Minneapolis on edge ahead of Derek Chauvin trial
The trial of former Minneapolis police officer Derek Chauvin over the killing of George Floyd is set to begin in just one week, and tension is palpable in many parts of the city.
What's happening: Barbed-wire fences, concrete barriers and plywood are fortifying city buildings and private towers downtown, as officials prepare for the possibility of large crowds and civil unrest.
- Thousands of National Guard troops and law enforcement officers will be on hand to help with security.
- Businesses are grappling with whether to board up or stay open.
- Protesters are vowing to show up downtown to demand justice and more police accountability.
- And organizers at 38th and Chicago are planning to create "space for grief, love and community-building" at the site of George Floyd's killing.
What you're saying: "Way more on edge than normal." "Anxious about civil unrest." "Very concerned that police/security presence will escalate the situation again." "Scared that justice won’t be served, but determined and ready to stand with my neighbors and raise my voice."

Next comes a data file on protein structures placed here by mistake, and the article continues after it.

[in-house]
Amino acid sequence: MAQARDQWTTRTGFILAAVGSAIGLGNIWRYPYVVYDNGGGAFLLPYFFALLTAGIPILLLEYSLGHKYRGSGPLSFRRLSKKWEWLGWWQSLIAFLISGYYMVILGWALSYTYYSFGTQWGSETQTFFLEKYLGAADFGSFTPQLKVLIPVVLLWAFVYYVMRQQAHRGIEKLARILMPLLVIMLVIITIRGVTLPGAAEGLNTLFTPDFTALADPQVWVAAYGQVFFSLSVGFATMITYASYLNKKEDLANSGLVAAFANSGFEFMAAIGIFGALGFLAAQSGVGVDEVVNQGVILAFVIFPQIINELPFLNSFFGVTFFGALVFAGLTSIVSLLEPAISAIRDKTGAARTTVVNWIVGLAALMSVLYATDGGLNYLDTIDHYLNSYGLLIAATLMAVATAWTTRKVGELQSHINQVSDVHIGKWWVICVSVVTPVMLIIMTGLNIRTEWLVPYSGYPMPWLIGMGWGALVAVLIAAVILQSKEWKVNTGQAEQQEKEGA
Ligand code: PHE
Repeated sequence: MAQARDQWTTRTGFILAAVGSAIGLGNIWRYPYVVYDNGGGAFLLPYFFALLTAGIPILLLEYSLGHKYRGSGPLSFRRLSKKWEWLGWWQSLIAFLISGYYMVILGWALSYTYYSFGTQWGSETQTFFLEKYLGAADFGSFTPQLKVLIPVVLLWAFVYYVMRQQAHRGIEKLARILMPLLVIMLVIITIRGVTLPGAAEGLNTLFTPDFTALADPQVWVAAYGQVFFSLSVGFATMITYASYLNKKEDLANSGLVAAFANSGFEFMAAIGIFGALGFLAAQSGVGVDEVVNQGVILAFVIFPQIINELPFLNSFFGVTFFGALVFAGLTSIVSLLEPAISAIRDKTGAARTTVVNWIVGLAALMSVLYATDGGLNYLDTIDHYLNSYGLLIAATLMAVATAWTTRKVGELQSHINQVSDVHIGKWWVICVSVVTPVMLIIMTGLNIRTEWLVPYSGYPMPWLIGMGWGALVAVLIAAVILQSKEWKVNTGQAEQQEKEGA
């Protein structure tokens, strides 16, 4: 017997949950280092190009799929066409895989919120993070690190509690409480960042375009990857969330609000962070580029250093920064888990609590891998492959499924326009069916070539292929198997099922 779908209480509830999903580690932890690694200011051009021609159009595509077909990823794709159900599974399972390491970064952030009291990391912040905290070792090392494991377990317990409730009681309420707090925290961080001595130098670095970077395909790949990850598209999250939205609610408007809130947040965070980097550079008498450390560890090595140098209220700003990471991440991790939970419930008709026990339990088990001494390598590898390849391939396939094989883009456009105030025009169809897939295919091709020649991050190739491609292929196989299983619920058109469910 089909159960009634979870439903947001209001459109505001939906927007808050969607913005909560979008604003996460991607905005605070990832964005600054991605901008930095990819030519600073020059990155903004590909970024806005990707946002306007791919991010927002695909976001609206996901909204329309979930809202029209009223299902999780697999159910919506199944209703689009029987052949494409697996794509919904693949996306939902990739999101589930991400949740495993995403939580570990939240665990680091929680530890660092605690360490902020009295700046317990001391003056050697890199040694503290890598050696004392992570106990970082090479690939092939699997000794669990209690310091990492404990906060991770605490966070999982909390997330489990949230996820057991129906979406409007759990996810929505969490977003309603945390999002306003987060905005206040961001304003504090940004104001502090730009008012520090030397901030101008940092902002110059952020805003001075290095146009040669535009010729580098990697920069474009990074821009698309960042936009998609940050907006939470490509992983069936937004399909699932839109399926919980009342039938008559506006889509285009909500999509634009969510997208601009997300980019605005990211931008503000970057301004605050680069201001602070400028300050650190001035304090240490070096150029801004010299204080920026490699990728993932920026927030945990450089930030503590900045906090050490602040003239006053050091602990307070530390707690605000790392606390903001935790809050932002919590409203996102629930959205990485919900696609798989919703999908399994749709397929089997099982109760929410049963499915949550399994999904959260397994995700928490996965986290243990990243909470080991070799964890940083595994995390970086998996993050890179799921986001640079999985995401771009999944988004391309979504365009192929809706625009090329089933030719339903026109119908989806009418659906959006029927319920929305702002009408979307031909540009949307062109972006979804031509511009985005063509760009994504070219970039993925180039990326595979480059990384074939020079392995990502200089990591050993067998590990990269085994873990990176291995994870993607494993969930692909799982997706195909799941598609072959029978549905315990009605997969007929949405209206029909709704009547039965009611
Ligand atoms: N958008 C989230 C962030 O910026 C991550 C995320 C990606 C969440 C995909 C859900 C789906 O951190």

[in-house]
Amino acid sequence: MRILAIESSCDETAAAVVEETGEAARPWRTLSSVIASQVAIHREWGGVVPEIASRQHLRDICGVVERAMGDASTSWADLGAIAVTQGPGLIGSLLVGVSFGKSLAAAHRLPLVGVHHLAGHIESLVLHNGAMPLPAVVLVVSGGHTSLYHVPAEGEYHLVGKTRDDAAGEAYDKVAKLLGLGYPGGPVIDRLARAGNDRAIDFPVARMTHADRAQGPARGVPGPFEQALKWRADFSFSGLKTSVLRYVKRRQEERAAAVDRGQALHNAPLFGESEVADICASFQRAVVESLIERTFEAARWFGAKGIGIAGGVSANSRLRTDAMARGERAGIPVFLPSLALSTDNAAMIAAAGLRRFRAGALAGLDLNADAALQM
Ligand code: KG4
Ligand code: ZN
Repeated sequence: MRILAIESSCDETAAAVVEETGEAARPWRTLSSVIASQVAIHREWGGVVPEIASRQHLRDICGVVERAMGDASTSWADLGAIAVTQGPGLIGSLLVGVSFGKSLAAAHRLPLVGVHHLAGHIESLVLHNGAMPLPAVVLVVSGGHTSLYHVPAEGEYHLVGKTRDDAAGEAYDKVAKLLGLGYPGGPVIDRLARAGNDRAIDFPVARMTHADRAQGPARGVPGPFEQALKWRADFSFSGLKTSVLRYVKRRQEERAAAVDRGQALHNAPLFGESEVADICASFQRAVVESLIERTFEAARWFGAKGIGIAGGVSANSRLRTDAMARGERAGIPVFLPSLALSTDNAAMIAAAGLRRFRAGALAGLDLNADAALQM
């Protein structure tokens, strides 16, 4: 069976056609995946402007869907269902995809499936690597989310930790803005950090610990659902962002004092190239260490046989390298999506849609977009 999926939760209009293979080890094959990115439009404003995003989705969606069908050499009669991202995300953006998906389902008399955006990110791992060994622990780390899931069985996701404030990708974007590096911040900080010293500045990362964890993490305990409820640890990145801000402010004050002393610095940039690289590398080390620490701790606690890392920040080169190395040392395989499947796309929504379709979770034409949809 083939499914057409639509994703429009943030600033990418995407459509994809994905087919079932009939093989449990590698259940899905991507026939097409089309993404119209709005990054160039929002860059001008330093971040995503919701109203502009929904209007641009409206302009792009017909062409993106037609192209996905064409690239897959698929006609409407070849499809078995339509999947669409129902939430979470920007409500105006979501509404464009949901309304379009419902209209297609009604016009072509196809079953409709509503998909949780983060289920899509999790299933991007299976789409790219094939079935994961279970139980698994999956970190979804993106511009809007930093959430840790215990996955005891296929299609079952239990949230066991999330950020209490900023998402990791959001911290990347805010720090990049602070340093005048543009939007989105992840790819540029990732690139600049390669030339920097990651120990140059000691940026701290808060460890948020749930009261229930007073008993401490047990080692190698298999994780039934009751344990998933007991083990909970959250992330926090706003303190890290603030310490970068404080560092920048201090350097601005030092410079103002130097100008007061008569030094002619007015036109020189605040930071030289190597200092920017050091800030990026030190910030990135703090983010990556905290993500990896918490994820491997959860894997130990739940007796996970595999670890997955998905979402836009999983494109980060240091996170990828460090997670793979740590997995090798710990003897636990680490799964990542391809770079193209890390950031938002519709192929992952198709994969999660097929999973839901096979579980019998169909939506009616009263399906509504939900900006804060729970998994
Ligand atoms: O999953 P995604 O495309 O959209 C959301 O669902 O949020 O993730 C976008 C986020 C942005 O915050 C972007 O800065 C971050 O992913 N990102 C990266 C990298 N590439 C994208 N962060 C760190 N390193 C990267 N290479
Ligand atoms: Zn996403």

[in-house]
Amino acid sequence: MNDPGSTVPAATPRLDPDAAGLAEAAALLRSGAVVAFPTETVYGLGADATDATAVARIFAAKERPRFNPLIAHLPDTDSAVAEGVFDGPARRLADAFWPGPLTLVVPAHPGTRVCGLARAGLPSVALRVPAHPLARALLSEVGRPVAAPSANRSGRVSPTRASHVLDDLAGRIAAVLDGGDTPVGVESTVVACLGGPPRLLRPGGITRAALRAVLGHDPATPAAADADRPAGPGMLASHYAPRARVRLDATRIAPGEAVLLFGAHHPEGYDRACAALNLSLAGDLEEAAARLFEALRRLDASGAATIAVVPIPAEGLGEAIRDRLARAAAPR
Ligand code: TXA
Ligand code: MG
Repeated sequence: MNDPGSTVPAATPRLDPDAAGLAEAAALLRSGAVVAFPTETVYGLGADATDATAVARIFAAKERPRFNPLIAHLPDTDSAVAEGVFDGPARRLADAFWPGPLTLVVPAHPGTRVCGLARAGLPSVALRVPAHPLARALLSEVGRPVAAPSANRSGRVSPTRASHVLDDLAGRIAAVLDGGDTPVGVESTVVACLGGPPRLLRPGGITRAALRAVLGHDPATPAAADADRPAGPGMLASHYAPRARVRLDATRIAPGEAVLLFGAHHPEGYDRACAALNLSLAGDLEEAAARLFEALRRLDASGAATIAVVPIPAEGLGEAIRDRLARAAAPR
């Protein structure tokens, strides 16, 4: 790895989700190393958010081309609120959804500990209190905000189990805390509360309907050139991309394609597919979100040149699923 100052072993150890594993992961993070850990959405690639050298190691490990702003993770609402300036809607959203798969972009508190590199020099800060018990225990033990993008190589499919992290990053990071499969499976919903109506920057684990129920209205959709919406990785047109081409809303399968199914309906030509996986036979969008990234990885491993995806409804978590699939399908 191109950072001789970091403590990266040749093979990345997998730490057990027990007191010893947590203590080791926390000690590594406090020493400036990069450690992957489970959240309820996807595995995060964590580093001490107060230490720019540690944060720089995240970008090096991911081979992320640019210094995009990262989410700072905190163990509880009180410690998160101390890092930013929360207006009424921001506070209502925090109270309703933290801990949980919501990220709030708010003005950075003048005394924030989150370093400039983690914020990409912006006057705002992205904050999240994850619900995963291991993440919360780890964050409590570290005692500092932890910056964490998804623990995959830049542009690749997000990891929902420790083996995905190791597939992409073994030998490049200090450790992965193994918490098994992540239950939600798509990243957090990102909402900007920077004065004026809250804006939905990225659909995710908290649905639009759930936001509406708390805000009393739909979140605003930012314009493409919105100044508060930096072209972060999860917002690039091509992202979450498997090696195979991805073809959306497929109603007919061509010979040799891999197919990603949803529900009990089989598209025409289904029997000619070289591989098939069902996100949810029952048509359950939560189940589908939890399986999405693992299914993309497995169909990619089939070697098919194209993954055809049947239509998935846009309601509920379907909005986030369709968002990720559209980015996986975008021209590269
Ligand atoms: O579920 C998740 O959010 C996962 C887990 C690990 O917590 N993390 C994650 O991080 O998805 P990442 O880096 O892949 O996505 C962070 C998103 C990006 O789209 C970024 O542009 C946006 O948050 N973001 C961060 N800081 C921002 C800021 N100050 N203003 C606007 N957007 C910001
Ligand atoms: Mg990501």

What's next: City staff will hold another briefing at 10 a.m. Monday to go over plans ahead of the March 8 start of jury selection. Watch here.
- The Minnesota Court of Appeals, meanwhile, will hear oral arguments in the prosecution's request to reinstate third-degree murder charges ahead of the trial.
What you can do: Cassie Sawyer, a Twin Cities therapist who specializes in race-based trauma, has seen an influx in clients since May.
- She recommends leaning on community, especially "people you feel safe with and that you trust," moving your body through walking, dancing or art, and tapping into spirituality or ancestral wisdom.
- Sawyer's practice, Root to Crown Healing & Wellness, offers reduced rates to Black, Indigenous and people of color clients who suffer financial hardship.
Go deeper: Torey's dispatch from downtown in Axios Today.
This story first appeared in the Axios Twin Cities newsletter, designed to help readers get smarter, faster on the most consequential news unfolding in their own backyard.
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